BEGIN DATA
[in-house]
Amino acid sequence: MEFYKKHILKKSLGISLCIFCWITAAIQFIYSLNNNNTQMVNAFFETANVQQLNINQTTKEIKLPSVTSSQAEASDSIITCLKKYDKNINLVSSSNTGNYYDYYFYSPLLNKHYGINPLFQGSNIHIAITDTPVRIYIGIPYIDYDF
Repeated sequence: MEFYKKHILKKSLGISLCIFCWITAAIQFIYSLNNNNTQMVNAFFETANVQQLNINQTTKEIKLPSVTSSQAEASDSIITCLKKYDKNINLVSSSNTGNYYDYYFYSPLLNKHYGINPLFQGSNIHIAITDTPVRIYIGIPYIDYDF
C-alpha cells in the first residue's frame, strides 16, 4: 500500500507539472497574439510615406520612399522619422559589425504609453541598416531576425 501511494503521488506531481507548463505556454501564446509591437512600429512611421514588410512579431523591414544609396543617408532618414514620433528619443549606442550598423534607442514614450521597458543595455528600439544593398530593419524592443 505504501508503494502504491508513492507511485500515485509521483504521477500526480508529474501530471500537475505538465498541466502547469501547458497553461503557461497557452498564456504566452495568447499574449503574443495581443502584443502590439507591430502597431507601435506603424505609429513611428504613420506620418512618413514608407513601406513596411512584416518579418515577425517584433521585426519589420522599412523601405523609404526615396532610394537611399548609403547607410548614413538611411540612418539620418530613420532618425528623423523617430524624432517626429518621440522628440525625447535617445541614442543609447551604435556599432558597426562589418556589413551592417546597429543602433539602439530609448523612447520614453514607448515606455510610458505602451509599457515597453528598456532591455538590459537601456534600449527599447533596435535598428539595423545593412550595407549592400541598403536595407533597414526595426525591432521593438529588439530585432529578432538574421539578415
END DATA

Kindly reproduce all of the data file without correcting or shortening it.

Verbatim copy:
[in-house]
Amino acid sequence: MEFYKKHILKKSLGISLCIFCWITAAIQFIYSLNNNNTQMVNAFFETANVQQLNINQTTKEIKLPSVTSSQAEASDSIITCLKKYDKNINLVSSSNTGNYYDYYFYSPLLNKHYGINPLFQGSNIHIAITDTPVRIYIGIPYIDYDF
Repeated sequence: MEFYKKHILKKSLGISLCIFCWITAAIQFIYSLNNNNTQMVNAFFETANVQQLNINQTTKEIKLPSVTSSQAEASDSIITCLKKYDKNINLVSSSNTGNYYDYYFYSPLLNKHYGINPLFQGSNIHIAITDTPVRIYIGIPYIDYDF
C-alpha cells in the first residue's frame, strides 16, 4: 500500500507539472497574439510615406520612399522619422559589425504609453541598416531576425 501511494503521488506531481507548463505556454501564446509591437512600429512611421514588410512579431523591414544609396543617408532618414514620433528619443549606442550598423534607442514614450521597458543595455528600439544593398530593419524592443 505504501508503494502504491508513492507511485500515485509521483504521477500526480508529474501530471500537475505538465498541466502547469501547458497553461503557461497557452498564456504566452495568447499574449503574443495581443502584443502590439507591430502597431507601435506603424505609429513611428504613420506620418512618413514608407513601406513596411512584416518579418515577425517584433521585426519589420522599412523601405523609404526615396532610394537611399548609403547607410548614413538611411540612418539620418530613420532618425528623423523617430524624432517626429518621440522628440525625447535617445541614442543609447551604435556599432558597426562589418556589413551592417546597429543602433539602439530609448523612447520614453514607448515606455510610458505602451509599457515597453528598456532591455538590459537601456534600449527599447533596435535598428539595423545593412550595407549592400541598403536595407533597414526595426525591432521593438529588439530585432529578432538574421539578415